I am homeschooling my children, although the oldes is 4. My son began interested in writing very early. He was able to hold a pencil with the tripod pencil grasp early, too. He was able to write his name, independently, by the age of three. Since then he has been asking me to help him spell words. I've gone over different phonic sounds with him while driving in the car. We'll play rhyming games, too. We've never used a curriculum. He has always been surrounded by books. We read several times a day. We have a dry erase board and a chalkboard-painted wall where he can practice his letters and words, or drawings. Yesterday while looking at a book in the car he said, "Mom, P-O-O-H spells Pooh!" That was the first time he's read a word that wasn't MOM, DAD or his own name. It was pretty amazing.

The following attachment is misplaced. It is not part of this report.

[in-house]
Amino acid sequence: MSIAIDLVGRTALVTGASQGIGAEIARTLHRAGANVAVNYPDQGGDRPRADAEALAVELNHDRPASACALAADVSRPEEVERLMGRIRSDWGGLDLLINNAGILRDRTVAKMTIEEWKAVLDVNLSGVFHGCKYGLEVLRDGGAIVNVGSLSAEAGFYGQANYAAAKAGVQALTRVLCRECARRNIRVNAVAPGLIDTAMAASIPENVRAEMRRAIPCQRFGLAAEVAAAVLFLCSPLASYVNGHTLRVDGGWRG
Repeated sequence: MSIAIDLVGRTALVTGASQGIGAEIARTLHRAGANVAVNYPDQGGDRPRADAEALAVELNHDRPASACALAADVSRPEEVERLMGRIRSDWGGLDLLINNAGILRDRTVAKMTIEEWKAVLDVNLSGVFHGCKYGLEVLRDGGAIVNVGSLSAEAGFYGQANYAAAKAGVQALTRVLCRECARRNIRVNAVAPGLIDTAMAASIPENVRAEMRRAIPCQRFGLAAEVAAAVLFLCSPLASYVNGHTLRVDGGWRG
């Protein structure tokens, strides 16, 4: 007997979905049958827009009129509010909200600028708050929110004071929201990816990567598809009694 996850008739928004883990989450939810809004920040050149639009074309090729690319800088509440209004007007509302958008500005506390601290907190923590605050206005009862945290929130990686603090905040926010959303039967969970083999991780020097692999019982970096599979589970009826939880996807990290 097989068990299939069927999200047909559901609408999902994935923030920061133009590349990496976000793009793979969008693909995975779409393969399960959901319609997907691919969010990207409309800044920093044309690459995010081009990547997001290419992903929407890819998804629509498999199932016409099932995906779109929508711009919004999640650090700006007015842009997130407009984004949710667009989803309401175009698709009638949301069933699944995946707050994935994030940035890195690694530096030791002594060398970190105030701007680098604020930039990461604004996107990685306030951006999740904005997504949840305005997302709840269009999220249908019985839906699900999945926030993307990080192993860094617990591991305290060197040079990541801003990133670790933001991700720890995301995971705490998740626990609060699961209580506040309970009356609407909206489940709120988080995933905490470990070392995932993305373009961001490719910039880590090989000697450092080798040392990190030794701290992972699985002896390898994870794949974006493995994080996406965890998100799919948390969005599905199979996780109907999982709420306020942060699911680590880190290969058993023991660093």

Hi. As you will see once reading my post, I’m feeling awfully desperate & unable to sleep over issues my kindergartner is having in school. He’s an “older” kindergartner (6.5 y.o.). I have done all the things in your list. He loves me to read to him, and I do often up to an hour 1 day (books of HIS choice). Once he joined kindergarten, I started hearing that the work is too hard, that he hates reading, he can’t read, won’t be able to for a long time, he’s a terrible reader, etc. Early on…probably 3 weeks into the year, they had a 20 sight words screening/test & then placed all the students in reading groups. He seemed upset by the requirements. We were told for homework, to have him scan his finger across the sentences of these black & white scholastic books…example, “I like pizza, I like corn, I like apples, What do you like?” He would get so upset and clearly extremely frustrated by being asked to do this process. The teacher was willing to remove him from the reading groups which seemed to reduce his anxiety some. The class, together, recites out loud the 20+/month sight words they are expected to learn via smartboard. He knows none of them. From my vantage point, this seems to be difficult for him. The teacher says he’s doing “great”. He still occasionally says negative things about his reading ability / confidence. This concerns me greatly & shared this w/ teacher. When the other kids rotate b/w free play time & their reading groups, he’s allowed to do free play but he spends alot of that time @ the computer car games (school considers apart of the free play curriculum). It’s now January & now they will begin journal writing & small sentence writing. I’m certain this will be something he finds frustrating. On one hand, I’m trying to determine whether it’s healthy for him to continue being in this environment or not. Have you ever seen kids move from 1 environment to another mid-year & do well? I’m considering just pulling him out to homeschool w/ more tactile, multisensory methods of learning for the remainder of the year but just not sure what is best. There is more pencil/paper/worksheets as compared tactile, multi-sensory methods of instruction and that is not how he learns best. He often says the paperwork is “too hard”. Last week he said he was scared to go bc of this. I’m very concerned about his confidence; wondering what the environmental impact is of him not being there is )ex:(a number of them are reading accelerated readers). The teacher feels he does not notice this but I don’t get this sense about how he sees himself. He’s very intuitive. I’m not sure what to do but just want to do what is best for my child. For many months now, since October, I have been observing other schools classrooms, visiting them. Most expect these kids to read by spring. And most seem to be. Mine does not though I have done all the things you have posted. Given all that I have said, do you have any recommendations? I believe in respecting where kids are developmentally & it seems to me he simply is not in a place to perform at this level though the teacher seems to think he is doing great.